Pakistan is a highly patriarchal society, and harassment has been a prevailing issue for a long time. Be it street-calling or workplace harassment, the stigma is prevalent. Ideally, everyone could go to work without having to worry about harassment. But if we talk realistically, the idea seems too far fetched.
If we take a close examination of the implementation of the sexual harassment law in Pakistan, there is a huge loophole in the system. Harassment, abuse, and discrimination in Pakistan’s workplaces, including hospitals, are pervasive. These tend to be mostly unreported and ignored by senior managers.
Women in health care live through the torture of the toxic culture of misogyny. Recently, a doctor from Abbasi Shaheed Hospital in Karachi came forward to expose the ‘mafia’ culture of the hospital. According to the doctor, they have destroyed the hospital, and people are threatened if they try speaking up against these practices.
The mafia rule at Abbasi Shaheed Hospital
Generally, in health care organizations, promotions are denied to women on the pretext that they were ‘less experienced’, or not ‘as committed’ as male colleagues. Or because they did not succumb to sexual demands. Moreover, those who call out workplace misconduct get routinely portrayed as hysterical and malicious liars or whiners.
Dr. Salma Kausar, the director of Abbasi Shaheed Hospital in Karachi, has complained of sexual harassment of women staffers and patients by a mafia at the health facility.
The doctor told Samaa TV, “Since I joined, a group here had become quite active. At first, it victimized my family and me. They ran terrible things after stealing pictures of my daughter from Facebook.”
Dr. Kausar said, she later found out that it was blackmailing her nursing staff too by morphing their pictures.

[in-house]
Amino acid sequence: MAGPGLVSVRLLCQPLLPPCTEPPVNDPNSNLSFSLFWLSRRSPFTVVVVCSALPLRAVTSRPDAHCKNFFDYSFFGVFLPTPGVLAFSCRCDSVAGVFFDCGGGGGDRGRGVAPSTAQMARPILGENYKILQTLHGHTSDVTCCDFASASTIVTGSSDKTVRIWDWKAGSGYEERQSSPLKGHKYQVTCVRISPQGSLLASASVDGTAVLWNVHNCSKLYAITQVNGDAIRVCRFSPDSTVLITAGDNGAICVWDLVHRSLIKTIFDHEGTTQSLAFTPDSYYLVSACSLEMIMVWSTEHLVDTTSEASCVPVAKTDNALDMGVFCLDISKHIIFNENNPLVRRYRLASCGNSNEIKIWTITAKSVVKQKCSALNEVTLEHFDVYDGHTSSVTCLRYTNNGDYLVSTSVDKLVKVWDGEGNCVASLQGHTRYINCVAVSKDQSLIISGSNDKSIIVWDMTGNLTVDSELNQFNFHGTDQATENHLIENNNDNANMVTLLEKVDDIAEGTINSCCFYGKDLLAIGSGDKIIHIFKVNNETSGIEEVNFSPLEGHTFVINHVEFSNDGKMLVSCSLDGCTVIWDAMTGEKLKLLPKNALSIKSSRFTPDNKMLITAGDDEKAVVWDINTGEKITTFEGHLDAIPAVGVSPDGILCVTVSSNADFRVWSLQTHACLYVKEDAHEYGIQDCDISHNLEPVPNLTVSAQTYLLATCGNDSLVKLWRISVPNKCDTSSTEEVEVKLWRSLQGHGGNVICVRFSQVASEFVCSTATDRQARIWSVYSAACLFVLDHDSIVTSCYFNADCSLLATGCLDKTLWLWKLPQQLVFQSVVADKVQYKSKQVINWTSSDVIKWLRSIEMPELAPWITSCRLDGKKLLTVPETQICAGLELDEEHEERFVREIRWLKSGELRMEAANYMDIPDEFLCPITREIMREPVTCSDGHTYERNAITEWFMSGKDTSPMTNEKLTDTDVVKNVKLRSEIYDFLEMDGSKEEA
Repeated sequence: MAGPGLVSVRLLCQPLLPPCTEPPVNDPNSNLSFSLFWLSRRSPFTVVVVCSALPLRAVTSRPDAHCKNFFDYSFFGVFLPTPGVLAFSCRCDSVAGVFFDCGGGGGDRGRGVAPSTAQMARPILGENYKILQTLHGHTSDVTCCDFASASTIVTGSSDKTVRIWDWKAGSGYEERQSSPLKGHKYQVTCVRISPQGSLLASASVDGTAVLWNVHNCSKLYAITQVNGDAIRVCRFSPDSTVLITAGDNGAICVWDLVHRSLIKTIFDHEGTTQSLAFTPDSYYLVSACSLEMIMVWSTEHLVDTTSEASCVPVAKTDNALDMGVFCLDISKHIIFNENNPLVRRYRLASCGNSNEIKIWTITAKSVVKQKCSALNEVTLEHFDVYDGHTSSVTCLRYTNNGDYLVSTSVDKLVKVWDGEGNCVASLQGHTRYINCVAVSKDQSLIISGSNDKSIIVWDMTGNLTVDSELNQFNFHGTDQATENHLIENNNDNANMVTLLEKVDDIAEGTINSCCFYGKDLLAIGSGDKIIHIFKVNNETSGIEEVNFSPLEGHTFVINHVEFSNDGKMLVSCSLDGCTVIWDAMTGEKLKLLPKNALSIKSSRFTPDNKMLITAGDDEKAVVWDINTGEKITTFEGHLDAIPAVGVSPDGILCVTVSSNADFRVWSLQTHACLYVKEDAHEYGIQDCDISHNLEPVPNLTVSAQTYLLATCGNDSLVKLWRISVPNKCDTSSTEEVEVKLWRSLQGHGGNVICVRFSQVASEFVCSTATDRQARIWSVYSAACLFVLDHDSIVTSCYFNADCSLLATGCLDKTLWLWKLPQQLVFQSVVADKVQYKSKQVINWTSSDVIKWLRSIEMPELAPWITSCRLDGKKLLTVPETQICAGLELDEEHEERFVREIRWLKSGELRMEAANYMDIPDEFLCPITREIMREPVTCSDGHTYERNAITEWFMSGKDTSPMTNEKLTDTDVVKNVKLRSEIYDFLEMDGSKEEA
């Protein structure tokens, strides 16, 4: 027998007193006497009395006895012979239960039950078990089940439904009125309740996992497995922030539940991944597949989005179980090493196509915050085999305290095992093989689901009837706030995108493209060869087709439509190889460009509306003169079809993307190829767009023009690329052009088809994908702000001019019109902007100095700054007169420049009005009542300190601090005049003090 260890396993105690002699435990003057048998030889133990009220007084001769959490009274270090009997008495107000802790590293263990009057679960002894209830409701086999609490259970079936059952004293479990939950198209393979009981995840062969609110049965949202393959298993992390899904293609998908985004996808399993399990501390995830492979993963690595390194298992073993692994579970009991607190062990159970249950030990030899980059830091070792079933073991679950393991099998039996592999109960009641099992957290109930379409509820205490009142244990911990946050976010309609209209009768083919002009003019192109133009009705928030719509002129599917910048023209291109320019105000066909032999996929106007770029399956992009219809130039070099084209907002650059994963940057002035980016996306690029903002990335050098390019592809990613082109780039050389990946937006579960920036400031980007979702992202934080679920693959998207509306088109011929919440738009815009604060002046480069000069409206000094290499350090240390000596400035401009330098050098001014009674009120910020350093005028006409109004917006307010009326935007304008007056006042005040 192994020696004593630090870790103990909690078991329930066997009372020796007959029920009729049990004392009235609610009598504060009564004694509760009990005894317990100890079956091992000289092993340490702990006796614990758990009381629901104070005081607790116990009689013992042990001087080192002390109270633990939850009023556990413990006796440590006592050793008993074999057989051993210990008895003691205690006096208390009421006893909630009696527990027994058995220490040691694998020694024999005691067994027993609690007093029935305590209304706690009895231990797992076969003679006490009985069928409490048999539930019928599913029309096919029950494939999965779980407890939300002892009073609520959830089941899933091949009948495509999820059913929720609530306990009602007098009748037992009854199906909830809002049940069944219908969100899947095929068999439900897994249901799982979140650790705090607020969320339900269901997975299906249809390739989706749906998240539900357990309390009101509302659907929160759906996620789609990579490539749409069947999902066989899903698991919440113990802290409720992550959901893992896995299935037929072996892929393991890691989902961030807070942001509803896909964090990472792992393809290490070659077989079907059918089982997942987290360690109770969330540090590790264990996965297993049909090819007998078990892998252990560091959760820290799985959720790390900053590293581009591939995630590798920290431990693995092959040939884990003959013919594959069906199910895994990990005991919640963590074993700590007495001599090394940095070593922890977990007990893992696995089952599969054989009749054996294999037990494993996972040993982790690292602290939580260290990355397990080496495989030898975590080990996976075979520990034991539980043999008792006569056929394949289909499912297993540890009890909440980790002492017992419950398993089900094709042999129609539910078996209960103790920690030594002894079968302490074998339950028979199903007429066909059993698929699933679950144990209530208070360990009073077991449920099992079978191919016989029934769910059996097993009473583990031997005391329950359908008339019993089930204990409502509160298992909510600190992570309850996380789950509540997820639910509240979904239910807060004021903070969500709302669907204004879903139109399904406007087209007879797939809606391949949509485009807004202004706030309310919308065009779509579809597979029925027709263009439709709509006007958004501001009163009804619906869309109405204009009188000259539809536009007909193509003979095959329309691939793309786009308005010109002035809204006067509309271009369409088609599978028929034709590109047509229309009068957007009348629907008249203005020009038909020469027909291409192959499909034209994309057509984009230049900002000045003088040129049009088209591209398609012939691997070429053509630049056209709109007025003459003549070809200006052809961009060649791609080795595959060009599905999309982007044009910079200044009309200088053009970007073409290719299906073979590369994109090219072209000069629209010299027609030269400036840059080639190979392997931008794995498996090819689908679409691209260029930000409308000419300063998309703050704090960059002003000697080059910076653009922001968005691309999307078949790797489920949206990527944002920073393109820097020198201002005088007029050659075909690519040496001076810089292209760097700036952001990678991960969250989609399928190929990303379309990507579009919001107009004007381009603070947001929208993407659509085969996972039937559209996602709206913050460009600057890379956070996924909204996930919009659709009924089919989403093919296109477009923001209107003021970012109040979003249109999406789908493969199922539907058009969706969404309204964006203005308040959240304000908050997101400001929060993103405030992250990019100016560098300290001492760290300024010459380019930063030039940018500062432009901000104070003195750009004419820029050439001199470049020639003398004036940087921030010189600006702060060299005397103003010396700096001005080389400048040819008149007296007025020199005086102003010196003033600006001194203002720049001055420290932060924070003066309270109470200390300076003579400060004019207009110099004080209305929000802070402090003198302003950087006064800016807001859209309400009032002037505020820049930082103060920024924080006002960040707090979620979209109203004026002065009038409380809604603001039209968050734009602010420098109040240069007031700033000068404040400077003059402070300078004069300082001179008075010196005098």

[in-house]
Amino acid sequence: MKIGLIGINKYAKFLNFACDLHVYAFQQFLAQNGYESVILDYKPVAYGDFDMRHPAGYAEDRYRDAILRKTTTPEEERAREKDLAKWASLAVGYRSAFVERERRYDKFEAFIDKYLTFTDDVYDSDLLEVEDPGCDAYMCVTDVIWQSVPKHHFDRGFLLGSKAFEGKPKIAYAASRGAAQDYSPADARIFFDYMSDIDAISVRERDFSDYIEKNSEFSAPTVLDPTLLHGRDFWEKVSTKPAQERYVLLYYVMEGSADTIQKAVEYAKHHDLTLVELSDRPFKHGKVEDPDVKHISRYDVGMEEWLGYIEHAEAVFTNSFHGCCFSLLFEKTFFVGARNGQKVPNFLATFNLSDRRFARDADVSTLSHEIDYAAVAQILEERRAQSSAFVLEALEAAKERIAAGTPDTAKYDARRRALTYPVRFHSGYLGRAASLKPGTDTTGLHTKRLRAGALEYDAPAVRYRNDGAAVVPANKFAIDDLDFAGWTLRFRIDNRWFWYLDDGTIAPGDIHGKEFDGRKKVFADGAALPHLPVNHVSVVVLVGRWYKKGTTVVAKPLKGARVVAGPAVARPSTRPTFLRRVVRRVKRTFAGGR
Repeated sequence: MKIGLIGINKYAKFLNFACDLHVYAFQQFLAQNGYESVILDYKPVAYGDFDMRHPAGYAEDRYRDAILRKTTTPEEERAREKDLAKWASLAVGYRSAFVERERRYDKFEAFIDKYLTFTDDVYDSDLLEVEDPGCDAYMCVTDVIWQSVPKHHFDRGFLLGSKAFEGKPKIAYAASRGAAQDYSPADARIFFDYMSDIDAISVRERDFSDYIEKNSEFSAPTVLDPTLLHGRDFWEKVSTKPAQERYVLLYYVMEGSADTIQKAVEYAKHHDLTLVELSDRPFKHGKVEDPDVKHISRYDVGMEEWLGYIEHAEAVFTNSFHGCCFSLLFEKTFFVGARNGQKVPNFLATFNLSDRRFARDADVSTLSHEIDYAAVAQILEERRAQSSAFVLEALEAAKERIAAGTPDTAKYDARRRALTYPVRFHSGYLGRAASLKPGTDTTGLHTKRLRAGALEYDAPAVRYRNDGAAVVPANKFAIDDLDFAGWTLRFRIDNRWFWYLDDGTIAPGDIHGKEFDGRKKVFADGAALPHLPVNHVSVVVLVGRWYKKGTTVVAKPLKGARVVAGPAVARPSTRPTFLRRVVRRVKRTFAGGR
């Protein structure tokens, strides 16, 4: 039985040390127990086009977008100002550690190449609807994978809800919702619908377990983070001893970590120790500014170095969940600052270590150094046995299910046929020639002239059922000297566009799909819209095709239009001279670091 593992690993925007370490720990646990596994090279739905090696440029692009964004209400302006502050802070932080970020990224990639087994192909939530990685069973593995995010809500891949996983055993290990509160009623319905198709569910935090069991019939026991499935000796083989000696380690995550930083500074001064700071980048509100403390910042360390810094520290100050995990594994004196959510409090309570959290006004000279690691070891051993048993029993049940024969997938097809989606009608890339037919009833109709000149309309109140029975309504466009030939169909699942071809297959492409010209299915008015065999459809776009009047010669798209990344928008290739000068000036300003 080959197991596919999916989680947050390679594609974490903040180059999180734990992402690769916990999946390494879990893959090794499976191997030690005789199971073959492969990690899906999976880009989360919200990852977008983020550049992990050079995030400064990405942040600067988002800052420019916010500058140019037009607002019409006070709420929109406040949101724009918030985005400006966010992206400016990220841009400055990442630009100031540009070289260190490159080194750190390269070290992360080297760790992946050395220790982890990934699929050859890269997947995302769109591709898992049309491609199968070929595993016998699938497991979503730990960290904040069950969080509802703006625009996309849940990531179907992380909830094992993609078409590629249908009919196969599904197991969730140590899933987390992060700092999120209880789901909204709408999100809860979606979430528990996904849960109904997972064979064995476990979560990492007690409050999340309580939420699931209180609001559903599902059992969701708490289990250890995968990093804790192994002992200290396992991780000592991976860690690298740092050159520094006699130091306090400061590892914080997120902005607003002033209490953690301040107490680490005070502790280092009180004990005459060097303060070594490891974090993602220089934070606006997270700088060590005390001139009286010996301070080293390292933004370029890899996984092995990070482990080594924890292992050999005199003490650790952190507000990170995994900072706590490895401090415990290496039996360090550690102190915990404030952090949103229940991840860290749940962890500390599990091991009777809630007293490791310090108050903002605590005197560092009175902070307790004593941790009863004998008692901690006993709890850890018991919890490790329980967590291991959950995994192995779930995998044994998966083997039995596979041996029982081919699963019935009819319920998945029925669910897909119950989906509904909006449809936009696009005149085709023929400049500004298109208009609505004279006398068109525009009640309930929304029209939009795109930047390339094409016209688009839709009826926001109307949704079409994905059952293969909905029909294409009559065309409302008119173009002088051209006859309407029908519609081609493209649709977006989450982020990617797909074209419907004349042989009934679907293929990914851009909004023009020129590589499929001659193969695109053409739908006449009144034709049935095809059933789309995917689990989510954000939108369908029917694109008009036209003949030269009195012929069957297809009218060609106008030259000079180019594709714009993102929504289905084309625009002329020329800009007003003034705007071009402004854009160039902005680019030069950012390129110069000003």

“There is a mafia here which steals our AC wires… they steal the hospital’s medicines,” she said. “Even if a medicine is available for patients (at the hospital), they prescribe them other medicines and get the commission.”
In addition to this, the doctor said that not only the lower staff but also the doctors and some members of the administration are involved in such activities. Moreover, Dr. Kausar said she informed Rangers and police officials that she was being defamed and victimized and her nursing staff harassed.
‘I do not know whether I’ll be here tomorrow’
Dr. Kausar said this mafia does not even spare patients and their attendants. According to the hospital’s head, they obtain pictures of the staff and morph them. They even summon the women staff to their rooms or barge into theirs.
Additionally, the doctor believes that these individuals seem to be somehow backed by political figures. She added, “I do not know whether I’ll be here tomorrow.”
“I was told that stay safe madam, doctors have been killed here in the corridors previously. Someone might not kill you,” she said. The efforts of the healthcare organization tend to go a little further than avoiding litigation.
This needs to change. These institutions must take certain actions to eliminate sexual harassment and create a safe environment that allows everyone in the health care workforce to do their best work on behalf of their patients.
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